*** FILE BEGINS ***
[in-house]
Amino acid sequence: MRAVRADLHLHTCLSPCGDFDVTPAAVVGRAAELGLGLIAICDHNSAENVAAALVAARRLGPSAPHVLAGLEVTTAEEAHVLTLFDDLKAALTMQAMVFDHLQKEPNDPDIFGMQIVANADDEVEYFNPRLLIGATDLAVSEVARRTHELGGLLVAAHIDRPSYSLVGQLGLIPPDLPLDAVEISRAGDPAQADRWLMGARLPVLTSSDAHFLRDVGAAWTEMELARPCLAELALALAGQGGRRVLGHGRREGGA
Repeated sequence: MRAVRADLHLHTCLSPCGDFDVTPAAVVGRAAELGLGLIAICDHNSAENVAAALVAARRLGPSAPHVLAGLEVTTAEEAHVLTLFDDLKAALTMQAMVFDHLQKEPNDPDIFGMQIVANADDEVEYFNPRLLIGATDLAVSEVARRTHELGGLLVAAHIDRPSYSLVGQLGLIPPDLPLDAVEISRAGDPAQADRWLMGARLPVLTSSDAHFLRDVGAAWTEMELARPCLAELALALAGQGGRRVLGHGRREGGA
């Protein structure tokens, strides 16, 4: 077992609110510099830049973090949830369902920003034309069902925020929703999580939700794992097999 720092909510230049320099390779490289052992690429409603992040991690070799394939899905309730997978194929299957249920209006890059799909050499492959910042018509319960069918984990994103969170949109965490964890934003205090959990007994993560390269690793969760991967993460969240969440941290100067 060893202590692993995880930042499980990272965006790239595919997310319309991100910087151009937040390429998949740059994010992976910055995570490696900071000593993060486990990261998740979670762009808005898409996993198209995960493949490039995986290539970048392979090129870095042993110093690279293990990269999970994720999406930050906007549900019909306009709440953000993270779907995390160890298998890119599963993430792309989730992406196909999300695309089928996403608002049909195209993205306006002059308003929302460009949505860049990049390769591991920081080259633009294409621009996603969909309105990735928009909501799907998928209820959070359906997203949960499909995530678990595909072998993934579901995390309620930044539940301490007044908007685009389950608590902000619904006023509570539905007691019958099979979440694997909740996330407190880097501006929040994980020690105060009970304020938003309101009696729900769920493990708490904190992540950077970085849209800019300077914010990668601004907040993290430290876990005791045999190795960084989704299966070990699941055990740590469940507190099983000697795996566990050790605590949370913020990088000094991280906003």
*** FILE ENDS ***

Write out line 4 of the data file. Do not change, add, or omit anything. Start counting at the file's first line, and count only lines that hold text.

């Protein structure tokens, strides 16, 4: 077992609110510099830049973090949830369902920003034309069902925020929703999580939700794992097999 720092909510230049320099390779490289052992690429409603992040991690070799394939899905309730997978194929299957249920209006890059799909050499492959910042018509319960069918984990994103969170949109965490964890934003205090959990007994993560390269690793969760991967993460969240969440941290100067 060893202590692993995880930042499980990272965006790239595919997310319309991100910087151009937040390429998949740059994010992976910055995570490696900071000593993060486990990261998740979670762009808005898409996993198209995960493949490039995986290539970048392979090129870095042993110093690279293990990269999970994720999406930050906007549900019909306009709440953000993270779907995390160890298998890119599963993430792309989730992406196909999300695309089928996403608002049909195209993205306006002059308003929302460009949505860049990049390769591991920081080259633009294409621009996603969909309105990735928009909501799907998928209820959070359906997203949960499909995530678990595909072998993934579901995390309620930044539940301490007044908007685009389950608590902000619904006023509570539905007691019958099979979440694997909740996330407190880097501006929040994980020690105060009970304020938003309101009696729900769920493990708490904190992540950077970085849209800019300077914010990668601004907040993290430290876990005791045999190795960084989704299966070990699941055990740590469940507190099983000697795996566990050790605590949370913020990088000094991280906003």